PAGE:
Another year of racing the MGB in the UK followed, although details are a little sketchy. One of the races she entered was a Ladies’ Handicap, part of the Oulton Park Spring Cup. This event was associated with the British Women Racing Drivers’ Club, of which Jean was a long-standing member. She was fifth overall.

In 1968, her career went pan-European, with appearances in races at Vila Real, Montes Claros and Mugello. Sadly, the results seem to have been lost. She entered the Nürburgring 1000km with fellow BWRDC member, Natalie Goodwin, but they did not finish. This was a big race, a round of the World Championship for Makes, and won by Jo Siffert and Vic Elford, in a Porsche 908.

This year, she won the second of her British Women’s Racing championships, awarded by the BWRDC.
A second attempt at the Nürburgring 1000km in 1969 led to a finish, in 36th place. Jean was driving an MGB for her own team, and assisted by Mike Garton. The pair raced together in Europe at least twice more that year, at Mugello and Barcelona, but did not make the finish either time.

Jean only became a rally driver through a coincidence. She was apparently at the dentist’s, and found out that the dentist rallied himself. She thought it sounded like a good idea, and got in touch with Tom Boyce again, who, she knew, owned a rally-prepared MG. Her husband, Tony, was unsuitable as a co-driver, as he often suffered motion sickness when a passenger in fast cars. Thus began the professional part of her motorsport career, in 1968, from very unlikely origins.

After 1972, she retired from active competition, and returned to the world of business. Bringing her race and rally experience with her, she worked in corporate communications in the motor industry, up to and including being the head of that department in the MG Rover Group, previously her staunchly-supported British Leyland. She was the most senior woman in the British motor industry.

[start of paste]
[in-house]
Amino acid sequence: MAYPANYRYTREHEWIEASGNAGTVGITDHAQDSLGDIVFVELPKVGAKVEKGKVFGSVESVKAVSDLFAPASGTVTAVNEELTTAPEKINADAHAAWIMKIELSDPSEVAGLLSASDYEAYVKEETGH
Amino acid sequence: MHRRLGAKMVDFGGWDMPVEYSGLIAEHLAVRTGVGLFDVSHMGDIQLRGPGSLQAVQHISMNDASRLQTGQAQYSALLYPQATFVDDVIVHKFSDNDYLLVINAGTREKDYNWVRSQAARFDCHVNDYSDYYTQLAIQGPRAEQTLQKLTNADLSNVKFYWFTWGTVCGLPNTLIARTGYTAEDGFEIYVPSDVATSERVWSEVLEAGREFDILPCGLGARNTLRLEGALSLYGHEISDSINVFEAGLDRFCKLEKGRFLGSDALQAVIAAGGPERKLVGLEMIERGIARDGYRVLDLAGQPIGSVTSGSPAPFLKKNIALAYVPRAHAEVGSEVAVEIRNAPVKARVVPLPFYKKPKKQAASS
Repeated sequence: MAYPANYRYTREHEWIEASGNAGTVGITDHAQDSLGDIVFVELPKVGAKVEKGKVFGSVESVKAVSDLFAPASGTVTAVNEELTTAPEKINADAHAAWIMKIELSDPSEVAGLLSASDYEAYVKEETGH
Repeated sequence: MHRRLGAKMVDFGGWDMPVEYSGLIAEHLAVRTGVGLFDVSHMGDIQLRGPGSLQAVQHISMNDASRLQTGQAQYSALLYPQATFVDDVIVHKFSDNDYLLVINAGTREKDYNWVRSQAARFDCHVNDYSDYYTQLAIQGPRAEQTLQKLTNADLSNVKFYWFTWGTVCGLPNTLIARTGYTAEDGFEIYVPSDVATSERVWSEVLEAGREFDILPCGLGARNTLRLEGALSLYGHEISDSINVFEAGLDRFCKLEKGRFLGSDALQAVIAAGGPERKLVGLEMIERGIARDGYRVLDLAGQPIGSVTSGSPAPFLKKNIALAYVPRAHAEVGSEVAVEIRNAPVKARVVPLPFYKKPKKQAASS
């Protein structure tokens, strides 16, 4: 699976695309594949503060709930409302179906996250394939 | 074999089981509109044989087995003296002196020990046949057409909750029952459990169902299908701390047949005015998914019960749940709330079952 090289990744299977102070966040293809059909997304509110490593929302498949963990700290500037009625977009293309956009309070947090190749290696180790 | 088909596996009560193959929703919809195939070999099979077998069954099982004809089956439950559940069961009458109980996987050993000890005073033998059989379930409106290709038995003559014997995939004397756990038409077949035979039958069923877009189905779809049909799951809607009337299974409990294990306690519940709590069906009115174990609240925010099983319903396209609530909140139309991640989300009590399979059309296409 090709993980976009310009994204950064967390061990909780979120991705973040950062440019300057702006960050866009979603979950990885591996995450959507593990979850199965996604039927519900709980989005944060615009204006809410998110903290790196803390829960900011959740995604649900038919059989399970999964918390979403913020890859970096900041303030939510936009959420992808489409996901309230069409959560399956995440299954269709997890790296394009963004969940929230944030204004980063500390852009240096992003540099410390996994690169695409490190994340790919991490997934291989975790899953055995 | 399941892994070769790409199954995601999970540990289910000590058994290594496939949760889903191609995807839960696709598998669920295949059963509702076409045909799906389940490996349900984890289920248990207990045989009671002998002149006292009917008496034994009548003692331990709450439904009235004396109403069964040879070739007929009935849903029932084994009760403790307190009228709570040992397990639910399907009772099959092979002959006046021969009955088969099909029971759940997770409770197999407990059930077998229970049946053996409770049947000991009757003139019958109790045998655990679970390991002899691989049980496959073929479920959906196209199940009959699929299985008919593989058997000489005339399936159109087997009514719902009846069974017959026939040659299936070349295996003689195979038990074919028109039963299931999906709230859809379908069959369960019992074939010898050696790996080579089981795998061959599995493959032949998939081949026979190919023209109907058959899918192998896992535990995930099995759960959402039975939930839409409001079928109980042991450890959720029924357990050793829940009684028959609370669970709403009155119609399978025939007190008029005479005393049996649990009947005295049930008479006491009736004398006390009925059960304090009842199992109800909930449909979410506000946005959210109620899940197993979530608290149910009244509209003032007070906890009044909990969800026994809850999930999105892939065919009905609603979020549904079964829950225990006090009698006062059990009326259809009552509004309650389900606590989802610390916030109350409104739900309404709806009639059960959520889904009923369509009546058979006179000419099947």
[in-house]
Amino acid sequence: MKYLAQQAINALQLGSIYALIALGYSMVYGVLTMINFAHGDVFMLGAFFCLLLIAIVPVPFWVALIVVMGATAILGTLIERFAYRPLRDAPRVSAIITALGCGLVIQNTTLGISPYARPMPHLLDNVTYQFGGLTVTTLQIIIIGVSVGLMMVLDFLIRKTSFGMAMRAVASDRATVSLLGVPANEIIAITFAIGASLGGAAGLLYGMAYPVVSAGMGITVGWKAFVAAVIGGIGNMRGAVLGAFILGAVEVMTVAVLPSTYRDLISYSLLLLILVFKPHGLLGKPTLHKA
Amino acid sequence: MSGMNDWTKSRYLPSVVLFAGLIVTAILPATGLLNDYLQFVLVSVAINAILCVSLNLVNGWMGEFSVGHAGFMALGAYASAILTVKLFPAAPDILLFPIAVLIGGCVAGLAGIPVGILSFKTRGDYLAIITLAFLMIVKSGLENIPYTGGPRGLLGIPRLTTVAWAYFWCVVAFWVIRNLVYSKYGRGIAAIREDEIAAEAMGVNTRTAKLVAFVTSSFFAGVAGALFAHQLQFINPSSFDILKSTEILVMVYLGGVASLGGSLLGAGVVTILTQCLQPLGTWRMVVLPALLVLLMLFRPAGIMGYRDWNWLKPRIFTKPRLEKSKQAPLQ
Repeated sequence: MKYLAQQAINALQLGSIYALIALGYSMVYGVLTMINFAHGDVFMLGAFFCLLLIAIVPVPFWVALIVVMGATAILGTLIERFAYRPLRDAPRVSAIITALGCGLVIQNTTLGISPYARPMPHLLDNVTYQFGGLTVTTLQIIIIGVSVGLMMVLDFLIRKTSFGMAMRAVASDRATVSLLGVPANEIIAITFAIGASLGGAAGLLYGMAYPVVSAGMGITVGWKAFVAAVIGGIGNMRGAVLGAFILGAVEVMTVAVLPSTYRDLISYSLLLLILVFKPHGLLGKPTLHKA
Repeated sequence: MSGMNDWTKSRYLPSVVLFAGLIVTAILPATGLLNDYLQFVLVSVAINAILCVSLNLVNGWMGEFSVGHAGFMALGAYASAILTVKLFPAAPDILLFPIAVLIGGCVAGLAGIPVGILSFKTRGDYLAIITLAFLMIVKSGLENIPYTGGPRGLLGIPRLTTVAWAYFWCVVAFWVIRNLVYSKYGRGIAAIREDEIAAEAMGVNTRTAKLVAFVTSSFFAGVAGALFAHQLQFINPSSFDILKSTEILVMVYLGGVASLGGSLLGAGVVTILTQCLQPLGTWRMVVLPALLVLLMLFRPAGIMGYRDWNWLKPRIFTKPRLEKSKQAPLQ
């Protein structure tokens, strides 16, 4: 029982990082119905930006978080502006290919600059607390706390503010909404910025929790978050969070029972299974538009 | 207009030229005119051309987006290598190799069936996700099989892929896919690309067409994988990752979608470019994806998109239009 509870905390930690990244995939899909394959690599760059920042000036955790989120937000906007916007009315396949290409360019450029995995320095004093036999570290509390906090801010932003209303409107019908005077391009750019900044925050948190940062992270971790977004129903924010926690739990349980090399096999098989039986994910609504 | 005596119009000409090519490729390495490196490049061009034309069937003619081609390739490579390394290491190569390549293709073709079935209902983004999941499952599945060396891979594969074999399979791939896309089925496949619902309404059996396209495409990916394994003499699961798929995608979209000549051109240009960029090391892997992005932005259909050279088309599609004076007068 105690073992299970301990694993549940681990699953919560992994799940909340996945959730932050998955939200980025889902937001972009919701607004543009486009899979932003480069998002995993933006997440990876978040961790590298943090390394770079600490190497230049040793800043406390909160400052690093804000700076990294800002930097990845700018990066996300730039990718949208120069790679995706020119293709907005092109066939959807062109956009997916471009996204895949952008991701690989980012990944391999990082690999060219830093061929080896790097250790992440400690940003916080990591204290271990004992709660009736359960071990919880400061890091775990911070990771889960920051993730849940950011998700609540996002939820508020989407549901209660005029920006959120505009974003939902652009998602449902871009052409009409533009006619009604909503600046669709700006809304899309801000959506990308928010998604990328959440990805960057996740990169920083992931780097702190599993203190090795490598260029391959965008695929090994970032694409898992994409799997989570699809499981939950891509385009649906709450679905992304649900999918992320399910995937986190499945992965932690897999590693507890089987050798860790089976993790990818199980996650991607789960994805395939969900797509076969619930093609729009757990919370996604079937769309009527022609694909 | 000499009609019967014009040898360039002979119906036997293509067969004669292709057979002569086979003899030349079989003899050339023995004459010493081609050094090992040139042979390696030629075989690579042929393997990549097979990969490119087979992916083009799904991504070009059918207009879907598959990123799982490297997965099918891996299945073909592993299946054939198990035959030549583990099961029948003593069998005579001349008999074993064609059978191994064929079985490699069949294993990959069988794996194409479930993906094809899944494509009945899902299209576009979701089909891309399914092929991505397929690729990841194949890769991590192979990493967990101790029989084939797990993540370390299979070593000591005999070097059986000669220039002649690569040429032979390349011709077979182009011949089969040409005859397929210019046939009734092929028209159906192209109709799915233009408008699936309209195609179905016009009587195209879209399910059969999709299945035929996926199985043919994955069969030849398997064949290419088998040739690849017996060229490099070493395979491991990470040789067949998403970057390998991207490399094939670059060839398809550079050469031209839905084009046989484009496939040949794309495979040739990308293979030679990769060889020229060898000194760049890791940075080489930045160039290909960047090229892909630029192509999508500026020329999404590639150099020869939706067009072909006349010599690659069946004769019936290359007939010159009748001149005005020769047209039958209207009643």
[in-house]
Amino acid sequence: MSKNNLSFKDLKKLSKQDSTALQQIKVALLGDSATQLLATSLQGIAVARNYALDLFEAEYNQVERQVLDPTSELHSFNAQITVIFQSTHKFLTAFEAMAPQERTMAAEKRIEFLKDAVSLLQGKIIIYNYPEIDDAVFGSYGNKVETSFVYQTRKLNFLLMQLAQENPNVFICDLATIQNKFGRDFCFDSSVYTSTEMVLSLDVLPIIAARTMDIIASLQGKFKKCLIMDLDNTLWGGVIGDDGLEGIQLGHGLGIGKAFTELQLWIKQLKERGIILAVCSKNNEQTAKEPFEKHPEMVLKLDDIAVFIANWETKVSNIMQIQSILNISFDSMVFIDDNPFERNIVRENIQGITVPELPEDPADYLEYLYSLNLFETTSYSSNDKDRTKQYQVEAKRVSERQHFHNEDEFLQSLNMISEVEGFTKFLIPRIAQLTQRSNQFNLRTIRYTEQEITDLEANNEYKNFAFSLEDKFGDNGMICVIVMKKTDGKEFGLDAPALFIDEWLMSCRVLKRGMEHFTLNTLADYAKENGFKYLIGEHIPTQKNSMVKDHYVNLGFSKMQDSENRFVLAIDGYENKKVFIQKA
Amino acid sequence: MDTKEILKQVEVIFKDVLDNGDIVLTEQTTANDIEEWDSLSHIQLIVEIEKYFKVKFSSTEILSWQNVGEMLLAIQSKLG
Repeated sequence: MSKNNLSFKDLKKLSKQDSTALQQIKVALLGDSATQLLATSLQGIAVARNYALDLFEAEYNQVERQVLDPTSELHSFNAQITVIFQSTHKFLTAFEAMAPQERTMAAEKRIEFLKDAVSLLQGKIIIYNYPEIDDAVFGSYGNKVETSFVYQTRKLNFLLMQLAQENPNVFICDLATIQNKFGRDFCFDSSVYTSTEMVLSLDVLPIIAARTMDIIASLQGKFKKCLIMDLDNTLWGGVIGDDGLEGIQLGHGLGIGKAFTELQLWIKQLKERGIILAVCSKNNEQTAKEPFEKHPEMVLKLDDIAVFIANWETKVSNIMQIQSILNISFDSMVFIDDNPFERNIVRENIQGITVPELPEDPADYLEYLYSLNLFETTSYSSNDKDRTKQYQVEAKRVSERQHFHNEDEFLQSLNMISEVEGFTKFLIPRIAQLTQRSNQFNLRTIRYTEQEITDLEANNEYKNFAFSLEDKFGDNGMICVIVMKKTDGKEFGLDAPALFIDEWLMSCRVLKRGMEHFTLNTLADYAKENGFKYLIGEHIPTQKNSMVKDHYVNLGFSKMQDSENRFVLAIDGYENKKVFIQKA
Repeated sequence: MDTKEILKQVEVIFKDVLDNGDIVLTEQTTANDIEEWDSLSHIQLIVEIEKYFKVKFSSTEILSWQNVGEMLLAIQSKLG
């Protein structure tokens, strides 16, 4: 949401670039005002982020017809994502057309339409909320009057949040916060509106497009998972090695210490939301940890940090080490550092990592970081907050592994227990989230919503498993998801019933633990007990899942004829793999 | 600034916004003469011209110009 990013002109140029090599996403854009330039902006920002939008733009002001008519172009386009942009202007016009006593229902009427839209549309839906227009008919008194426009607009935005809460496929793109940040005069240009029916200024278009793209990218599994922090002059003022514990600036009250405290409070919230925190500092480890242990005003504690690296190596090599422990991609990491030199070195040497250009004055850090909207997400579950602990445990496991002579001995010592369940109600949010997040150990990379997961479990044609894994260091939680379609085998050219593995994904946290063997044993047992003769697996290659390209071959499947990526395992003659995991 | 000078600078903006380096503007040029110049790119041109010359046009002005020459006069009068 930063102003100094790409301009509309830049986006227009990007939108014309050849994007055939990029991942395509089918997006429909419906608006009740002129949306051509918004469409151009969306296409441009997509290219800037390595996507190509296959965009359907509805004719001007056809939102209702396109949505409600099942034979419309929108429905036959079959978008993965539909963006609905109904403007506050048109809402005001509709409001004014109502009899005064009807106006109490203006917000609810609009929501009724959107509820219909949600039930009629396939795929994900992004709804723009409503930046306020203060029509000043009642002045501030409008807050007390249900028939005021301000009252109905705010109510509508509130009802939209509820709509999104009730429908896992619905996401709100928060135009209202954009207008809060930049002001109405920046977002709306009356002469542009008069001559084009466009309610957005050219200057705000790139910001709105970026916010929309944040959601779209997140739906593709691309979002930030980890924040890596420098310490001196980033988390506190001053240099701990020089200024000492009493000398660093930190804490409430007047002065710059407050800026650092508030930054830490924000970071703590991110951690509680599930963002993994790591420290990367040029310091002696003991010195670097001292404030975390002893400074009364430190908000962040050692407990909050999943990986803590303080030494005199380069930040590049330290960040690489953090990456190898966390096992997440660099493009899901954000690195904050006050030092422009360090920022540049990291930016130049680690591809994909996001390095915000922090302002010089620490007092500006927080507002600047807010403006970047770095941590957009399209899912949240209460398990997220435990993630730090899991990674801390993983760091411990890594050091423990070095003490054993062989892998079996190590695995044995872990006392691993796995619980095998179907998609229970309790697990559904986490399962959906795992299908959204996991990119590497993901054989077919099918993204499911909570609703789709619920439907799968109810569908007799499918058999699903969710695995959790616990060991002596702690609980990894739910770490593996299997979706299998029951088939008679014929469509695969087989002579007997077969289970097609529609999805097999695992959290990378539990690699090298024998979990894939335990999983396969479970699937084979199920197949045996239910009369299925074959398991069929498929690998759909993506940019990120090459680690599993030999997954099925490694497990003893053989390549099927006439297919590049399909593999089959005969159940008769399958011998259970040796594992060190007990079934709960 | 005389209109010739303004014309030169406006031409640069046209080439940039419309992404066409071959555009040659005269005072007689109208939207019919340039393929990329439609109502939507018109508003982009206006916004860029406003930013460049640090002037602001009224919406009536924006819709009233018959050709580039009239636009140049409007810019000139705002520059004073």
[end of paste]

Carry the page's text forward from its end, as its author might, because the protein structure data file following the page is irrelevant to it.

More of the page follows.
Later, she became a Conservative politician and a Cabinet member, at first in the Trade and Industry Office, and then in 1994, the Northern Ireland Office, until the Conservatives were deposed in 1997. She was made Baroness Denton of Wakefield in recognition of her achievements.

 She died in 2001, of cancer. Before her death, she used her influence and organisational skills to set up a support group called “Women On The Move Against Cancer.”

She is fondly remembered in motorsport circles as being down-to-earth and funny, as well as being a good driver.

(Image copyright Alamy)

Sunday, 29 May 2016

Charlotte Versigny


Charlotte (left) in a Bugatti T35, 1928

Charlotte Versigny competed in races and rallies in France, in the late 1920s. She often drove a Talbot or a Bugatti.

Her beginnings in motorsport are not very clear, like most of her private life and biography. She was involved in motoring generally, and ran a large driving school in Paris.